The nearby, giant radio galaxy M87 hosts a supermassive black hole (BH) and is well-known for its bright jet dominating the spectrum over ten orders of magnitude in frequency. Due to its proximity, jet prominence, and the large black hole mass, M87 is the best laboratory for investigating the formation, acceleration, and collimation of relativistic jets. A research team led by Silke Britzen from the Max Planck Institute for Radio Astronomy in Bonn, Germany, has found strong indication for turbulent processes connecting the accretion disk and the jet of that galaxy providing insights into the longstanding problem of the origin of astrophysical jets.

Supermassive black holes form some of the most enigmatic phenomena in astrophysics. Their enormous energy output is supposed to be generated by the...

Im Focus: A Quantum Low Pass for Photons

Physicists in Garching observe novel quantum effect that limits the number of emitted photons.

The probability to find a certain number of photons inside a laser pulse usually corresponds to a classical distribution of independent events, the so-called...

Im Focus: Microprocessors based on a layer of just three atoms

Microprocessors based on atomically thin materials hold the promise of the evolution of traditional processors as well as new applications in the field of flexible electronics. Now, a TU Wien research team led by Thomas Müller has made a breakthrough in this field as part of an ongoing research project.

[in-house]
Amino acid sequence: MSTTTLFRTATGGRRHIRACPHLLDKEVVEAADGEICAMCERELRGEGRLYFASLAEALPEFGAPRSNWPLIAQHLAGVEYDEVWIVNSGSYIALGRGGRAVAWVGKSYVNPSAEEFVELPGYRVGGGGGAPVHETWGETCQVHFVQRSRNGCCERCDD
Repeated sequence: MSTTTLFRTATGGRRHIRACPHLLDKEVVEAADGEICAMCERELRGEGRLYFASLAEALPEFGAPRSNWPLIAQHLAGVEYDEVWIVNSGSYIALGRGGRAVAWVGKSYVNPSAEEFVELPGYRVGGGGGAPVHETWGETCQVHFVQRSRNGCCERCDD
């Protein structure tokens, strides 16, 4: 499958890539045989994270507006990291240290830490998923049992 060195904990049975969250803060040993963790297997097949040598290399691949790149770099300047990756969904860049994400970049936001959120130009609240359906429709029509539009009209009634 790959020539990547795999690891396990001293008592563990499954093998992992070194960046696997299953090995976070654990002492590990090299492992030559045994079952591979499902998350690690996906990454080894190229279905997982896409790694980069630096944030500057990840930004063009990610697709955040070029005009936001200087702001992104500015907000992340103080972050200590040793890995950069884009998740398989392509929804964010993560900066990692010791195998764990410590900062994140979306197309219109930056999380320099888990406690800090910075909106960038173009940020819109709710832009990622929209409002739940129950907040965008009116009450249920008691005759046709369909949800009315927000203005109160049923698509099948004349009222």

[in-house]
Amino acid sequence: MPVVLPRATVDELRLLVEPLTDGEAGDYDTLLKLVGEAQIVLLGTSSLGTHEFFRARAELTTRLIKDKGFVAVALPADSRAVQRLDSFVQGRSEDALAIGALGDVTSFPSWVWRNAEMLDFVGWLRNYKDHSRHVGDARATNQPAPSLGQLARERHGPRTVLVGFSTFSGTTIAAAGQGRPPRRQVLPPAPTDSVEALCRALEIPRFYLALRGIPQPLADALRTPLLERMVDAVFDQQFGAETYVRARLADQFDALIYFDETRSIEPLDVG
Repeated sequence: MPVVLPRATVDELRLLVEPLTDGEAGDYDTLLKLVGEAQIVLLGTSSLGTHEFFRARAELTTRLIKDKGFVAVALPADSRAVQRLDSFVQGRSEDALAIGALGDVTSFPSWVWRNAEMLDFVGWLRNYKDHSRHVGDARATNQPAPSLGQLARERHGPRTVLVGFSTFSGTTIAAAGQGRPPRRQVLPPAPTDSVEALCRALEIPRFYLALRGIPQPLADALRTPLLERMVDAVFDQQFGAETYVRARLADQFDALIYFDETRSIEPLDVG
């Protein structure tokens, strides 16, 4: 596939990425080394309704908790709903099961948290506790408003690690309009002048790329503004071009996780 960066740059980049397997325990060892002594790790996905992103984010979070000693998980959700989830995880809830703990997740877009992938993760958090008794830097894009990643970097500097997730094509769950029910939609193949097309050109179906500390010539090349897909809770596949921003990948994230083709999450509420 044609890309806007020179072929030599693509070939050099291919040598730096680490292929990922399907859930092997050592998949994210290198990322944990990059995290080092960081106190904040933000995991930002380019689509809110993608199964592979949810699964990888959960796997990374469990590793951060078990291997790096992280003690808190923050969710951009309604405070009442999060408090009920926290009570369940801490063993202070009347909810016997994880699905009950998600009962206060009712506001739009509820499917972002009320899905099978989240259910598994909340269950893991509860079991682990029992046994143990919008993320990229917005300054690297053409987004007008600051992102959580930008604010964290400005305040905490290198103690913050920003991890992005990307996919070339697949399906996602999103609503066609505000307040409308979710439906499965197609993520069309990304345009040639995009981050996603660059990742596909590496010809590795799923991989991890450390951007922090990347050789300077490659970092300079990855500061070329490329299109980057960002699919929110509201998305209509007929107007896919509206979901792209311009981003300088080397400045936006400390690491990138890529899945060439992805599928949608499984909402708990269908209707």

Two-dimensional materials, or 2D materials for short, are extremely versatile, although – or often more precisely because – they are made up of just one or a...

All Focus news of the innovation-report >>>

Anzeige

Anzeige

Event News

Expert meeting “Health Business Connect” will connect international medical technology companies

20.04.2017 | Event News

Wenn der Computer das Gehirn austrickst

18.04.2017 | Event News

7th International Conference on Crystalline Silicon Photovoltaics in Freiburg on April 3-5, 2017

03.04.2017 | Event News

 
Latest News

Bare bones: Making bones transparent

27.04.2017 | Life Sciences

Study offers new theoretical approach to describing non-equilibrium phase transitions

27.04.2017 | Physics and Astronomy

From volcano's slope, NASA instrument looks sky high and to the future

27.04.2017 | Earth Sciences

VideoLinks
B2B-VideoLinks
More VideoLinks >>>